Ald. Danny Solis (25) obtained a suspension of the rules to read a resolution “honoring children.” He would make April 30th Dia Del Nino, or Day of the Child, in the City of Chicago. Clerk Susana Mendoza and Mayor Emanuel are co-sponsors. “Like Mother’s Day, like Father’s Day, we would like to see this,” Ald. Solis said. Ald. Tim Cullerton (38) also spoke in favor.
An ordinance to expand mortgage interest tax benefits to middle class and lower income homeowners, referred to Committee on Housing and Real Estate. Ald. Will Burns (4), Ald. Latasha Thomas (17), Ald. Pat Dowell (3), Ald. Deb Mell (33), Ald. Walter Burnett (27), Ald. Ameya Pawar (47), Ald. Roberto Maldonado (26), Ald. Joe Moore (49) are sponsors.
Ald. Ed Burke and Ald. Joe Moore introduced a resolution calling for the council to, “officially go on record opposing,” State Rep. Joe Sosnowski’s (R-Rockford) plan to reduce the number of free days at Chicago museums. State law mandates that museums in the city must be open a minimum of 52 days for all Illinois residents. Sosnowski wants to cut that number in half.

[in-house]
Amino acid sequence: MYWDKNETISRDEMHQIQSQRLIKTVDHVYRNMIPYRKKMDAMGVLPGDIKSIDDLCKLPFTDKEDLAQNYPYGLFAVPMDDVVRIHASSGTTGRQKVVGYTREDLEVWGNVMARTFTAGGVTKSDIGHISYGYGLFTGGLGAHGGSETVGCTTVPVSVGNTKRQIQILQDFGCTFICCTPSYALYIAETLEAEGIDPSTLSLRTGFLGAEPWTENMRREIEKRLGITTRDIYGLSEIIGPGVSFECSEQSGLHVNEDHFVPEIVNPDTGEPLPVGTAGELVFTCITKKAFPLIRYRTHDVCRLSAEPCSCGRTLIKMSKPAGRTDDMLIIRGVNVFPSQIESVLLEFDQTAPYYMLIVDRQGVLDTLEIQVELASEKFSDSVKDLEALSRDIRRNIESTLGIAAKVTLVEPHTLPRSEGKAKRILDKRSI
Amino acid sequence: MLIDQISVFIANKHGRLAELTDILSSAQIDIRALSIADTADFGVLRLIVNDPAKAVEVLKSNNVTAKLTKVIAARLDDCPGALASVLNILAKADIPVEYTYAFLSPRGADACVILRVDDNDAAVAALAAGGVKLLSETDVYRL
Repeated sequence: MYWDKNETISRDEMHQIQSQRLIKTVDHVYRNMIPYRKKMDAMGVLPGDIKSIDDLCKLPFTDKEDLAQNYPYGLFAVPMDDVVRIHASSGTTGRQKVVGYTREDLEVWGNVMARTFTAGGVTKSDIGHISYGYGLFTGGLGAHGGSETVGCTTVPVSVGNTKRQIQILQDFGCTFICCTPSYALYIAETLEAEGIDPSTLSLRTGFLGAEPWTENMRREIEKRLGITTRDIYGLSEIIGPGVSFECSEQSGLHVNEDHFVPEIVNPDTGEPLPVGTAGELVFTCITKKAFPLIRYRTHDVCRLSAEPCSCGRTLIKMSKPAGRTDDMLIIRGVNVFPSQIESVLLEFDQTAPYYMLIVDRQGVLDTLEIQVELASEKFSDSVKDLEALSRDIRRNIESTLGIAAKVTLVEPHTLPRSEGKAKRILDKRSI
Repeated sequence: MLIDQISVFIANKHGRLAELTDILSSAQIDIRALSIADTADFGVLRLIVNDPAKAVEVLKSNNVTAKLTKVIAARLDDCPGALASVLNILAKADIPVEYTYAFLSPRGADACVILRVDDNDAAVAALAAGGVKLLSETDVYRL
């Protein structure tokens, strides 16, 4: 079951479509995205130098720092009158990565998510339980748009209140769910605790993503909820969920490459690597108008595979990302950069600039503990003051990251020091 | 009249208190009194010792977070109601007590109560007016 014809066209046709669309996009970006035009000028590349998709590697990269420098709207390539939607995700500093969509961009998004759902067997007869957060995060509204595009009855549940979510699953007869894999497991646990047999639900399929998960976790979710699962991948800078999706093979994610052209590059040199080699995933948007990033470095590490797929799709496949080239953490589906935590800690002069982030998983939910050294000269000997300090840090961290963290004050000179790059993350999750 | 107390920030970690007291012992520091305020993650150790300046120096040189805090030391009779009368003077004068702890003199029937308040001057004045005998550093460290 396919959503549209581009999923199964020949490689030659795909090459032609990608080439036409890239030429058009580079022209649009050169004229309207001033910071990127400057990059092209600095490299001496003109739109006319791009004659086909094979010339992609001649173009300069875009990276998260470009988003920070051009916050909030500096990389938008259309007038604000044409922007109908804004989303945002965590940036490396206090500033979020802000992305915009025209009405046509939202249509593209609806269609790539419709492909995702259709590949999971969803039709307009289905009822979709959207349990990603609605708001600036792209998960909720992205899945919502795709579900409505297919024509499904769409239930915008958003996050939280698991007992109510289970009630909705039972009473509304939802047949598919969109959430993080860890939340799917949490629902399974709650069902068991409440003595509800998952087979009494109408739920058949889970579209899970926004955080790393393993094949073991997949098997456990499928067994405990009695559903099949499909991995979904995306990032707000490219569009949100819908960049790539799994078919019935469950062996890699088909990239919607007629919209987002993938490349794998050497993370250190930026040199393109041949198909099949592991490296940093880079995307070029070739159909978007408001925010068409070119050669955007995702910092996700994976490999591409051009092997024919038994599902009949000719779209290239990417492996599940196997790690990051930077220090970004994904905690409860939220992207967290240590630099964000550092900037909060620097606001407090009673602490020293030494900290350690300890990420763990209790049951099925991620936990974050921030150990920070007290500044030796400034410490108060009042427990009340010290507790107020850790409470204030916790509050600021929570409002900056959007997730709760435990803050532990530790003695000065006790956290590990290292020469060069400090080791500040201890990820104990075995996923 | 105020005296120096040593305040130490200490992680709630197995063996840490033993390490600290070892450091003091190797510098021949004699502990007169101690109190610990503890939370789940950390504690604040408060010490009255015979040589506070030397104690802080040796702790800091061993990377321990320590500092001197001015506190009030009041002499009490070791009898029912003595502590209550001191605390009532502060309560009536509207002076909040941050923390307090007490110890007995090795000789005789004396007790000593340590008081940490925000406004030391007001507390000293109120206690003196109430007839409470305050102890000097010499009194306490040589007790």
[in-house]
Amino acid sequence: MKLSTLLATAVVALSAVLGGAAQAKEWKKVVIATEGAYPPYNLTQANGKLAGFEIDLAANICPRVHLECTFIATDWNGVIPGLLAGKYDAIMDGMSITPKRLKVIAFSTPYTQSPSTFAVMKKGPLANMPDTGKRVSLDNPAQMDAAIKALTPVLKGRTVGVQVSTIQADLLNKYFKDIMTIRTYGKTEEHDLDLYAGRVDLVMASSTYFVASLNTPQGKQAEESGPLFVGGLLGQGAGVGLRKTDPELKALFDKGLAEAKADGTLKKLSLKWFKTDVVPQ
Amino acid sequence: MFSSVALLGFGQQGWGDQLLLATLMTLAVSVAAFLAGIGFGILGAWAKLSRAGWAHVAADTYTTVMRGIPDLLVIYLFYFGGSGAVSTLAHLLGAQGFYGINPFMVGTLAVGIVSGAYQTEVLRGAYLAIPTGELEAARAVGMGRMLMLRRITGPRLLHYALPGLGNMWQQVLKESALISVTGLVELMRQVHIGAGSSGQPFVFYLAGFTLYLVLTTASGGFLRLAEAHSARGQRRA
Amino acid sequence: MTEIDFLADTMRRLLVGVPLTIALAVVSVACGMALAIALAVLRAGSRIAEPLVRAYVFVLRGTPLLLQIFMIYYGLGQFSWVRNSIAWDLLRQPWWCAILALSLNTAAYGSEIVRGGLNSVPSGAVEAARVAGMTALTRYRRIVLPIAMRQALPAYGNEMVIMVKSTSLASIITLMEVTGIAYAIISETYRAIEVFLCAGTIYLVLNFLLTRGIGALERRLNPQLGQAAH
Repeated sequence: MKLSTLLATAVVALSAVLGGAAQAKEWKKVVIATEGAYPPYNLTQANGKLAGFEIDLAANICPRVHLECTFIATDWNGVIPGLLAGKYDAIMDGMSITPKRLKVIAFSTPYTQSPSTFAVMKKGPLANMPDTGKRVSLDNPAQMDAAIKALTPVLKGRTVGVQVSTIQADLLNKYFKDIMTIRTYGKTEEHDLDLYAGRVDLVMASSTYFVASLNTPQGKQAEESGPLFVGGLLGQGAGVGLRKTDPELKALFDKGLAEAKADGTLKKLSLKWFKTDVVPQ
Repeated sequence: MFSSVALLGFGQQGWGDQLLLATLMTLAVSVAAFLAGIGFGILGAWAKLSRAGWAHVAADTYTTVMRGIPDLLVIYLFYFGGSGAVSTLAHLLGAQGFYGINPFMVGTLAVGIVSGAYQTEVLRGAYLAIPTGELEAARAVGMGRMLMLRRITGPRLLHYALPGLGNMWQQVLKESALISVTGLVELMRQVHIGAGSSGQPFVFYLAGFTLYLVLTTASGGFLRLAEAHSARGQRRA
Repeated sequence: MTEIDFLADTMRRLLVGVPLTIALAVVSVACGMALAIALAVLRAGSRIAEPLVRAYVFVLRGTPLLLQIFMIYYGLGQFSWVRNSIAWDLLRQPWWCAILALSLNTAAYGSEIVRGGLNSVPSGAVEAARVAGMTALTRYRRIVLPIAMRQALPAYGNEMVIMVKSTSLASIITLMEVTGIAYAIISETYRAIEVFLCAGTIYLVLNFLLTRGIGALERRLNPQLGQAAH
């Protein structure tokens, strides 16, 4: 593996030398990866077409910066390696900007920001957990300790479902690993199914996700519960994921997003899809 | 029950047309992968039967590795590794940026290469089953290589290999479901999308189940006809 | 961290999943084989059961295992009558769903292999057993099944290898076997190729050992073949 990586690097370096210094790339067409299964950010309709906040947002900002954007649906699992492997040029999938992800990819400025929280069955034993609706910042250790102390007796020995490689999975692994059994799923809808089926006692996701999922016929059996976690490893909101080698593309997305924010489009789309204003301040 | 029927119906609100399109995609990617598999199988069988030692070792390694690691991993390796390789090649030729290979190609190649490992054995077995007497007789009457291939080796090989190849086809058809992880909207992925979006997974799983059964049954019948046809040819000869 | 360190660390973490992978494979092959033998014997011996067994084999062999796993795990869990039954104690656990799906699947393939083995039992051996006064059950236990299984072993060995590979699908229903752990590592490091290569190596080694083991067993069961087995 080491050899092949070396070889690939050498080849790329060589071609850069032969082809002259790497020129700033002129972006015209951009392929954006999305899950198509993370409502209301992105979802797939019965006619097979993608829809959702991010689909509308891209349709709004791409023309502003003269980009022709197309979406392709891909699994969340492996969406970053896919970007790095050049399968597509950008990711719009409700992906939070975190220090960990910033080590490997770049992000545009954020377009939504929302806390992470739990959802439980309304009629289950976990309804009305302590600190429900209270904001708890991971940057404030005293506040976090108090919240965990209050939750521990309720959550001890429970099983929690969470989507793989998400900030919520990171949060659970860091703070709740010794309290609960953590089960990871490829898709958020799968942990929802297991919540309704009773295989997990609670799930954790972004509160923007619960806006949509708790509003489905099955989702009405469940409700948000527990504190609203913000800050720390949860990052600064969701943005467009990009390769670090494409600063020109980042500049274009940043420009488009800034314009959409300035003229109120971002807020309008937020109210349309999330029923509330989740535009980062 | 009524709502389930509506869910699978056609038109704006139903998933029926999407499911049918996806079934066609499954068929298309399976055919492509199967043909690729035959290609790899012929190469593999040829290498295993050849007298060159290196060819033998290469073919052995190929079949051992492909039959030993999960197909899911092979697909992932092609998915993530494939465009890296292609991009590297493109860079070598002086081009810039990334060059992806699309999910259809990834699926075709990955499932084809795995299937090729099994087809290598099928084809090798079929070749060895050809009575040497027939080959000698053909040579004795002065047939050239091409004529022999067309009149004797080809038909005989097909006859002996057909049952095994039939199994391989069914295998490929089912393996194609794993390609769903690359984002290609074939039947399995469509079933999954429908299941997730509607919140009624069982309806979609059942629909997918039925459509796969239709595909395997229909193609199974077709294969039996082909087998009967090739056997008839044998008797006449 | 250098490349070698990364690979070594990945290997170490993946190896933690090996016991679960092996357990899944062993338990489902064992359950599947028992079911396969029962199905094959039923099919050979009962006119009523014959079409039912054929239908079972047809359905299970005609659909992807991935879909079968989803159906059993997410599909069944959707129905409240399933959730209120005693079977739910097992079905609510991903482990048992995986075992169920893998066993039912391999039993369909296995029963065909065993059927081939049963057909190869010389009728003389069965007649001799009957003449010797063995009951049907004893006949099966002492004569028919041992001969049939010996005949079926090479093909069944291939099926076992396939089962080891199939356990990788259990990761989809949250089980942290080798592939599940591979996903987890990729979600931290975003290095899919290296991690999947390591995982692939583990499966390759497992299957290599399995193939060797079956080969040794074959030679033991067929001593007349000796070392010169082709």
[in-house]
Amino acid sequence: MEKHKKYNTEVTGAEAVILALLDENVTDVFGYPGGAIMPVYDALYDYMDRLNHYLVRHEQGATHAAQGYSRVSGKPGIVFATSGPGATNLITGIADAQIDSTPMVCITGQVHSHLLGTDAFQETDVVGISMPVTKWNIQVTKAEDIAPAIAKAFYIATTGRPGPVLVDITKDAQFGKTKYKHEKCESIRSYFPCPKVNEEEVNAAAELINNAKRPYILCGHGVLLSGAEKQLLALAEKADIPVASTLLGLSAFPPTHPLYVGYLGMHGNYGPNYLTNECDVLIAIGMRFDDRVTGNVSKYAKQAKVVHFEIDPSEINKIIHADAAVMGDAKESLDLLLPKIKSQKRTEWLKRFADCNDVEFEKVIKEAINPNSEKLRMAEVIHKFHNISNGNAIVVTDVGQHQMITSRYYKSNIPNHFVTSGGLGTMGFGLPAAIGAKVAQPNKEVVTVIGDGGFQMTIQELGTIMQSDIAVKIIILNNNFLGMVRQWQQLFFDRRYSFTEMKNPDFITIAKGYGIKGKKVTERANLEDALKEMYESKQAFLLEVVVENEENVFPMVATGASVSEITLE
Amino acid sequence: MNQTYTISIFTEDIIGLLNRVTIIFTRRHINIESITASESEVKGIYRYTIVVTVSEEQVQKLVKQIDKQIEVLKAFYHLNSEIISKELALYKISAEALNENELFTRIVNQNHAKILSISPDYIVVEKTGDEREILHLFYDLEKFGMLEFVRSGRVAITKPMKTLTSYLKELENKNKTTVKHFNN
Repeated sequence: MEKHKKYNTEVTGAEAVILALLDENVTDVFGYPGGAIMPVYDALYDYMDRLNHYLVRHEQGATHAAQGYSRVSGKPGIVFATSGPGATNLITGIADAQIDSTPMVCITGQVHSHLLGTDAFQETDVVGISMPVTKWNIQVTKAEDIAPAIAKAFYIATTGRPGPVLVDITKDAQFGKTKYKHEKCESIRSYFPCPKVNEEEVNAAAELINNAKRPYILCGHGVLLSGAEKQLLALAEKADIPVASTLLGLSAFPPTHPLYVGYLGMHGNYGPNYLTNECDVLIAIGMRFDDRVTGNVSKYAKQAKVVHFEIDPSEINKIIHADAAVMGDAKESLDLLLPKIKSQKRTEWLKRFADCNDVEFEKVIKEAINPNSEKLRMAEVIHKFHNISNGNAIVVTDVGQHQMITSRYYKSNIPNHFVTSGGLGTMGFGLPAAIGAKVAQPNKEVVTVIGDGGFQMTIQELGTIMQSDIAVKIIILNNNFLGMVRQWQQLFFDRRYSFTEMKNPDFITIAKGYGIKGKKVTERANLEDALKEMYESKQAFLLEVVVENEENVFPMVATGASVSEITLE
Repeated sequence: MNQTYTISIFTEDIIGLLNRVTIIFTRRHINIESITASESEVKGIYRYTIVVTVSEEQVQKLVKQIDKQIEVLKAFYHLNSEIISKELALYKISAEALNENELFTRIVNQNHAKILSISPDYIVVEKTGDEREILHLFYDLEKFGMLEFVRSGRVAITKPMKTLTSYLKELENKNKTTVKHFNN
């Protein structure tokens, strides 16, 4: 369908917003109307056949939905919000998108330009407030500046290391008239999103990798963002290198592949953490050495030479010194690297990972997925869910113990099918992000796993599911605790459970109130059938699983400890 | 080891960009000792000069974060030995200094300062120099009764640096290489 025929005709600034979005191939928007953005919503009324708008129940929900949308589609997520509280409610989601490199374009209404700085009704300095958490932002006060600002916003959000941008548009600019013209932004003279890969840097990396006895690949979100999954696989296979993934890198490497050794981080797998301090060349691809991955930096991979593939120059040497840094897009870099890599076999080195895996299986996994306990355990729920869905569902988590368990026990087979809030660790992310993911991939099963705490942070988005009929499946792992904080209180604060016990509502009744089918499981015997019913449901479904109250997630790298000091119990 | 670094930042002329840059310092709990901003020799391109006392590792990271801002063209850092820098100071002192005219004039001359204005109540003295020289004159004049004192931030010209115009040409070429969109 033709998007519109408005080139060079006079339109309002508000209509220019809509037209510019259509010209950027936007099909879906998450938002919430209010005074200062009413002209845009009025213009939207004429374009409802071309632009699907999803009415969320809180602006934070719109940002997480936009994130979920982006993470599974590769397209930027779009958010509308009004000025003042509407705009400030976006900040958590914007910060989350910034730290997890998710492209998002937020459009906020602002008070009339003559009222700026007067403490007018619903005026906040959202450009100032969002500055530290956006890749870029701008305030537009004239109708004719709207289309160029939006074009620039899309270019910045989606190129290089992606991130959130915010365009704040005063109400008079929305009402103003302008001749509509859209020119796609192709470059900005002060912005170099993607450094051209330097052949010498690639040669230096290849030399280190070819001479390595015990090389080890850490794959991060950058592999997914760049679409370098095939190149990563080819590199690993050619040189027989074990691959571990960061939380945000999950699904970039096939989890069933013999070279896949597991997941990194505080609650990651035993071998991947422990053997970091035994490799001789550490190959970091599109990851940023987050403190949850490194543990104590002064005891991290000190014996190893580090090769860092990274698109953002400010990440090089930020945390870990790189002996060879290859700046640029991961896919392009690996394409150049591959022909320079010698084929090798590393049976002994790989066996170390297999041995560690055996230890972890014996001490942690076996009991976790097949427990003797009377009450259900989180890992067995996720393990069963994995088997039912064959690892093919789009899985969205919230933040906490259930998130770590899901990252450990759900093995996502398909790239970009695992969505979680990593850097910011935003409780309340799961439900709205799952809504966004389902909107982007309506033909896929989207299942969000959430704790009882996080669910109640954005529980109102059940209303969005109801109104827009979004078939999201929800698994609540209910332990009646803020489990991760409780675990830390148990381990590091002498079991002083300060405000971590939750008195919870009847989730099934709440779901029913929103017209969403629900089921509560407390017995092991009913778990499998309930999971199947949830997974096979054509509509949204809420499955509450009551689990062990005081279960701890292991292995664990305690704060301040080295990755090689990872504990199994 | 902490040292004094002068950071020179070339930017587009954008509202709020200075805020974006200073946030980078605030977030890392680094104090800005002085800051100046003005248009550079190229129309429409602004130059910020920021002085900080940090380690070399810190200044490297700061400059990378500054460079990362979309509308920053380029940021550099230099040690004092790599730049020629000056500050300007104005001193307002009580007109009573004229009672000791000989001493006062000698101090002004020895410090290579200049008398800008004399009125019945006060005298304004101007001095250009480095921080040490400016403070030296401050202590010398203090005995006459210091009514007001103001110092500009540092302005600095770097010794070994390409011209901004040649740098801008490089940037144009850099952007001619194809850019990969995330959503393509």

Ald. Brendan Reilly (42) introduced an ordinance that asks that the Commissioner of Transportation remove a portion of the protected bike lanes on Kinzie Ave. Clerk Mendoza first sent Reilly’s proposal to the Committee on Transportation and Public Way. Someone then yelled, off mic, “and Traffic!” Since two committees were called, Mendoza referred the ordinance to Rules. [Read this Sun-Times article for background]
All reports of the City Council committees passed in a 47-0 vote, following the first roll call vote of a proposal from Finance Committee to donate an ambulance to Honduras. Ald. Scott Waguespack (32) and Ald. Rick Munoz (22), however, requested to be put on record in their request to “defer and publish” Zoning item #18279.
Notable pieces of legislation that passed:
Dr. Julie Morita was confirmed as the new City Health Commissioner. She has been CDPH’s Acting Health Commissioner since January 15. Following passage, Mayor Emanuel praised her for her work in leading the city’s Ebola preparedness plan.